User feedback is essential to the HomeKeeper National Data Hub project, and also to the ongoing improvement of HomeKeeper itself, as we continually make changes to increase the transparency, legibility, and accuracy of our analyses. This case study is an example of how important it is to hear from program staff working on the ground.
The National Data Hub is a central database that compiles data from HomeKeeper users all over the country. Its purpose is to analyze the performance of affordable homeownership programs using standardized metrics and peer-groupings to customize comparisons across the industry.
These analyses are distributed to users in a Social Impact Report for their program – a series of 27 charts with data on homebuyer demographics, affordability, resale formula performance, subsidy growth, homeowner returns on investment, etc. Here’s an example of a Social Impact Report for an individual program, and here is an aggregated report for all the programs in the Hub.
The “Foreclosure Rescue” story
We needed a way to assess whether or not a transaction resulted in the home being lost from the program’s portfolio. So we defined a binary variable called “Lost Unit” that was false if the home was resold to another eligible buyer, or to the program itself. If sold to an ineligible buyer or foreclosed, “Lost Unit” was true.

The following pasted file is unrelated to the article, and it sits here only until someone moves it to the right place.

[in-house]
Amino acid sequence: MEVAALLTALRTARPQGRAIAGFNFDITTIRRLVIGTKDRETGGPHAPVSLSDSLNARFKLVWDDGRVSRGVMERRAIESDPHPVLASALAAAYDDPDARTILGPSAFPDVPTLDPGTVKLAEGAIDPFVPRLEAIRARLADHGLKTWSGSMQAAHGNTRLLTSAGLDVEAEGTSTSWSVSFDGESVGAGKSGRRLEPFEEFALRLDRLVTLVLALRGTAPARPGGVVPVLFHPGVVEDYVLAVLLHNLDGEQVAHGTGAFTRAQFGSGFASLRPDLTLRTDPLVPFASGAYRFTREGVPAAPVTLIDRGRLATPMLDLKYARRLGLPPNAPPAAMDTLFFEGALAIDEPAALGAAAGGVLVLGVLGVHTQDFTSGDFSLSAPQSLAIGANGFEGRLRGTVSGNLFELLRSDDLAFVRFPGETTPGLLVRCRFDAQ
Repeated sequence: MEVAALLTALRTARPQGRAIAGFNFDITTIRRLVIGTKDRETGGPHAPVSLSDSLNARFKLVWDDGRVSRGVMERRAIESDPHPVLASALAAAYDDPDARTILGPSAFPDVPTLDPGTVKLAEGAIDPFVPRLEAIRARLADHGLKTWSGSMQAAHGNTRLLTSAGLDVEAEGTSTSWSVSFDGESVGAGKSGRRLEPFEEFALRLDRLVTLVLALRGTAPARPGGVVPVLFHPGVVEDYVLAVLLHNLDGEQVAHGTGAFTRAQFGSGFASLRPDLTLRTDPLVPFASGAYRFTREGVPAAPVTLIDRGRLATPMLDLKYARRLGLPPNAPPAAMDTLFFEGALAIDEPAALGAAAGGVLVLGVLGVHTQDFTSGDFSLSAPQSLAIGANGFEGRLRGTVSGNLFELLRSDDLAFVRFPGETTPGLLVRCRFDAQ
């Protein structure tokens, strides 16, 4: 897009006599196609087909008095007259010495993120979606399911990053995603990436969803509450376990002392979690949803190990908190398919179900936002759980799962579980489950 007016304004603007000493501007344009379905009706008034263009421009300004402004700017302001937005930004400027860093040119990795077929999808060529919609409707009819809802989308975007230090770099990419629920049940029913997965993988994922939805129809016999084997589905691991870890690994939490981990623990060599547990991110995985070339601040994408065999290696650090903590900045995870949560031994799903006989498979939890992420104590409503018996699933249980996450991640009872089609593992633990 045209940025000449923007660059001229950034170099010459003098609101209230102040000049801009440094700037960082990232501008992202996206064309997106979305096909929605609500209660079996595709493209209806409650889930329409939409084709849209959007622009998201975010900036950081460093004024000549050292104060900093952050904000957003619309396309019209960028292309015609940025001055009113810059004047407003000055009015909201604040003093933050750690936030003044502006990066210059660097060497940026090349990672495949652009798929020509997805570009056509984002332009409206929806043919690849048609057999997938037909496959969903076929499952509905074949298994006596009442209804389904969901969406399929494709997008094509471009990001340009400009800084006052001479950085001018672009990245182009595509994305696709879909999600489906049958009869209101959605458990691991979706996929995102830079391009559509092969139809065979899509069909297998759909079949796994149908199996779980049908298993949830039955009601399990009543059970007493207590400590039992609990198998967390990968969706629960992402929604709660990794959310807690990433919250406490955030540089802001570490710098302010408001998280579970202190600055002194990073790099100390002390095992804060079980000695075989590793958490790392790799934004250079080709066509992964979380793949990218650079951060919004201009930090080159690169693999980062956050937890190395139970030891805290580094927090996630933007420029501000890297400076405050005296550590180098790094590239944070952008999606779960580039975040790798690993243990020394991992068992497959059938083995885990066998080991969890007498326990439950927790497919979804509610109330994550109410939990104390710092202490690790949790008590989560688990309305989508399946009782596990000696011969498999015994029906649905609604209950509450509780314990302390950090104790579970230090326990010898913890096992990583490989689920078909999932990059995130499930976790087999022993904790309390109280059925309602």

We released the new field in a HomeKeeper update, and immediately heard from HomeKeeper users wanting to improve the definition. Emily Higgins and Jaclyn Marcotte of Champlain Housing Trust, a Community Land Trust in Burlington VT and one of the largest shared-equity programs in the country, pointed out that the distinction we had created between “lost” and “non-lost” units was simplistic. We were failing to tell the story of one of the most important stewardship functions a good shared-equity program performs for the community – the ability to “rescue” a home so that the public investment is retained for future buyers, even if the homeowner was not spared from foreclosure.
Since the “Lost Unit” binary variable depended on another field, “Resale Type,” the solution was simply to add a new possible value for “Resale Type” that would identify these “rescues.” This value was released in version 1.10. It allows us to track the foreclosure without calling the home lost, and it allows users to tell this important stewardship story.
Ultimately it’s up to individual programs to distinguish between rescues and foreclosures that are indeed considered lost from the portfolio. However, it may be useful to define a minimum threshold of subsidy retention to assist the decision – e.g. “a foreclosure can be considered rescued by the program if at least 60% of the subsidy invested in the home is retained and passed on to the next buyer.”
What do you think the right threshold would be, and on what conditions should the definition depend?
We invite you to comment on this particular issue and others in the user forums. Your feedback is essential to make HomeKeeper work!